“In Pakistan, during COVID19, patients are scared to go to hospitals to avoid exposure, elderly are isolated and confined within their home being most at risk, children and pregnant mothers are unable to find doctors in case of emergencies. In this time of national crisis, the technology of telemedicine can play a great role in acting as an enabler to help many patients in need”. These thoughts are being expressed by leading healthcare professionals of Pakistan, acting as the frontline soldiers in the fight against coronavirus.
Globally, telemedicine is being used right now by doctors to connect to patients who can be treated at home for primary care ailments. This technology is enabling safer diagnosis and limiting unnecessary contact between patients and healthcare providers. In Pakistan, Sehat Kahani is a telemedicine platform that connects female doctors to patients in need using telemedicine using a network of e-clinics in low income communities and via mobile application for corporate companies and consumers. This app connects any patient who is in need of help, counselling and education on COVID-19 to qualified PMDC licensed female doctors 24/7, while maintaining social distancing, isolation and quarantine.
Sehat Kahani, an e-health start-up supported by 4Afrika, uses Microsoft platforms to provide patients who are far from healthcare centres with access to qualified doctors via a telemedicine platform, while cloud computing services mean that their patient records are immediately available anywhere using a mobile device.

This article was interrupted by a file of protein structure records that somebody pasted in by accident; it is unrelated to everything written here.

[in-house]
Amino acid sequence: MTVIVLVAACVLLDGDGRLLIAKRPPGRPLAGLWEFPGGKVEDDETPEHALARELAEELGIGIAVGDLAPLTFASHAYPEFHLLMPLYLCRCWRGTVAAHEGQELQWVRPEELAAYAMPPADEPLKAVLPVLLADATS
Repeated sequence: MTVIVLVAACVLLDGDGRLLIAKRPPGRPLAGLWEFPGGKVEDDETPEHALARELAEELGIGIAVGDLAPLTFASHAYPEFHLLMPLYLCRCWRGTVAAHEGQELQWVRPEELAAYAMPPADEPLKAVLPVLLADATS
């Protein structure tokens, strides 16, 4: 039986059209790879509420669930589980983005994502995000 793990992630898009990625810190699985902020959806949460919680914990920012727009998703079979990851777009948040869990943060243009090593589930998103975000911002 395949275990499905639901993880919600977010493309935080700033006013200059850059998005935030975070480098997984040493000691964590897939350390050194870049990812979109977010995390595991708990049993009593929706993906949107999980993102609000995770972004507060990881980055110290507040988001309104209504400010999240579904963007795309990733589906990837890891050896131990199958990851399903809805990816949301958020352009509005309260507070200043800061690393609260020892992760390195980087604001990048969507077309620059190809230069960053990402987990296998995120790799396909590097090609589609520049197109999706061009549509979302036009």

Telemedicine can perform a vital role in enabling people to access healthcare services, remote diagnoses, and treatment plans. During the Covid-19 crisis, Sehat Kahani is using its smartphone app to provide virtual consultations to patients across Pakistan, delivering educational content about the pandemic, and helping to direct them to the correct healthcare facilities if necessary. Using its telemedicine platform, it has educated more than a million users about the virus, and provided more than 6,000 online consultations with patients. The company currently has more than 160 female doctors working non-stop to support citizens through this health crisis.
The current global crisis has highlighted a number of areas, from the need of efficient information management to the need of accurate data gathering for faster medical response. In looking at the role of technology during this period, one area that has stood apart in driving meaningful change is the role of partnerships. Today, more than before, Microsoft 4Afrika is steadfast in supporting healthcare partners as they adapt their platforms and services to meet current needs.
Microsoft, through its 4Afrika initiative, has formed strategic partnerships with healthcare providers throughout Africa and beyond, providing them with technical support and business consultancy to help them achieve their goals. Each of these healthcare providers has had a significant impact in their sphere of influence, but with the onset of the Covid-19 pandemic, we’ve seen how our partners have used their existing platforms and programmes to pivot and adapt existing technologies to rapidly provide the much-needed response to address the challenges of the pandemic.
Artificial intelligence and machine learning are already used in healthcare, but in a rapidly evolving situation, these tools can significantly help boost response times and preparedness. When Microsoft 4Afrika first partnered with Broad Reach, they were striving to create and implement data-driven solutions to improve the management and delivery of health programmes in underserved regions around the world.